“The Next Step”, 2013, oil on canvas, 72″x 48″

Kathy Liao is an artist recently extracted from Seattle to life of teaching and painting in St. Joseph, MO, a small town about an hour north of Kansas City.  She kindly agreed to answer some questions about her work for us, and tells us about her recent experiences living and looking at her new home.  Kathy makes the kind of paintings, prints and drawings where generosity, curiosity and her own painterly energy are the big statement the work makes.  The kind of work where the artist is being true to something–something she or he maybe can’t quite name exactly, all of the time–and that in the end articulates a thoughtful but idiosyncratic way of being-in-the-world.  The kind of work that reminds us that deciding what to paint and how to paint is always a statement of priorities–or really values–and when the work reveals a struggle to make those decisions, we’re privy to the artist’s internal struggles, not just her technical ones.  More of her work can be seen on her website.

First question: Many of us don’t grow up with art as part of our daily life, especially many of us away from the coasts and our routes into the fine arts are circuitous.  Was that your experience?  How and when did you say, ‘I’m going to do this?’

I grew up in a family of doctors. I was not exposed to much art as a child. Both of my parents were dentists – The most artistic objects my parents presented to me were dentures, wax, and mold of strangers’ teeth. (more…)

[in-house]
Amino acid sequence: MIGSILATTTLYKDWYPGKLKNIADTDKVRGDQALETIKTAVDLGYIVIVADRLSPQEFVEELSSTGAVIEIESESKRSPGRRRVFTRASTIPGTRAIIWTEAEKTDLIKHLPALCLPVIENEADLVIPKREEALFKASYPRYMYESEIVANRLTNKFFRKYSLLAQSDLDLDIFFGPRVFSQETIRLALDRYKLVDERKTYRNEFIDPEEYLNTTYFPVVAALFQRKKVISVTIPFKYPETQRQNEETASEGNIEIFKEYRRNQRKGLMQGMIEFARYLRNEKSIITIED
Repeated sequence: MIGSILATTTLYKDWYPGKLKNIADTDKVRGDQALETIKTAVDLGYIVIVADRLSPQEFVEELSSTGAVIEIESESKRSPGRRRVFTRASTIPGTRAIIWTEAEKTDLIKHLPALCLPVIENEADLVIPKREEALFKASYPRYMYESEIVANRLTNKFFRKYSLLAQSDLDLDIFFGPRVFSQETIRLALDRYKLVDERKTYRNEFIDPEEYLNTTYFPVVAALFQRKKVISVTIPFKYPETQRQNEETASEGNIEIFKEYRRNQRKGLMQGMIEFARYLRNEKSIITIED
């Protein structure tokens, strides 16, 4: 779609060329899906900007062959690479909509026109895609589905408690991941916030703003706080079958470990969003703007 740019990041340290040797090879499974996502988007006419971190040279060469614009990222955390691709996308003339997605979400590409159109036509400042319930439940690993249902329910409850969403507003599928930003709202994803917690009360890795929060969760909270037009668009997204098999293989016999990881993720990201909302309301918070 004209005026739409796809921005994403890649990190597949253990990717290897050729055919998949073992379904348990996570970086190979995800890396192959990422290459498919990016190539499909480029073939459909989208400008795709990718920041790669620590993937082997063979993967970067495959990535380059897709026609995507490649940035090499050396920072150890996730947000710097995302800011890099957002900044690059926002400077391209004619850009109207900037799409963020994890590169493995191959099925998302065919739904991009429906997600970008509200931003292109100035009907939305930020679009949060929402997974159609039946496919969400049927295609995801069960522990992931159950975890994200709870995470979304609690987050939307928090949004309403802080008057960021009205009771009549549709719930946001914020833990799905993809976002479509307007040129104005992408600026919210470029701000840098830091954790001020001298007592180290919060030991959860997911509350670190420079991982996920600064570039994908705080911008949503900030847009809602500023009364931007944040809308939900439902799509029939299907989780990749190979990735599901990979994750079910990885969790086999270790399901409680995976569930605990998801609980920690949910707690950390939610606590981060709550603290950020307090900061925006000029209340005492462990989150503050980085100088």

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In January, Kansas City-based painter Tom Gregg held an open studio.  A group of new still life paintings hung salon-style on one white wall.  The wall glowed.  Tom Gregg has always been an impressive  colorist.  The color in these recent paintings has become impossibly vibrant.  The color seems to want to tell a story, reflected light has a personality.  Making the inanimate and inarticulate come to life seems to be a central part of his project, starting with the color and going on to include the objects he chooses to paint, the paint he works with and the very act of perception itself.  In the interview that follows Tom talks about the work that goes into arranging and observing colors, about taking color out of the paintings for a few years and more about his practice in general.

Please tell our readers a little bit about your background.  How did you end up becoming a painter?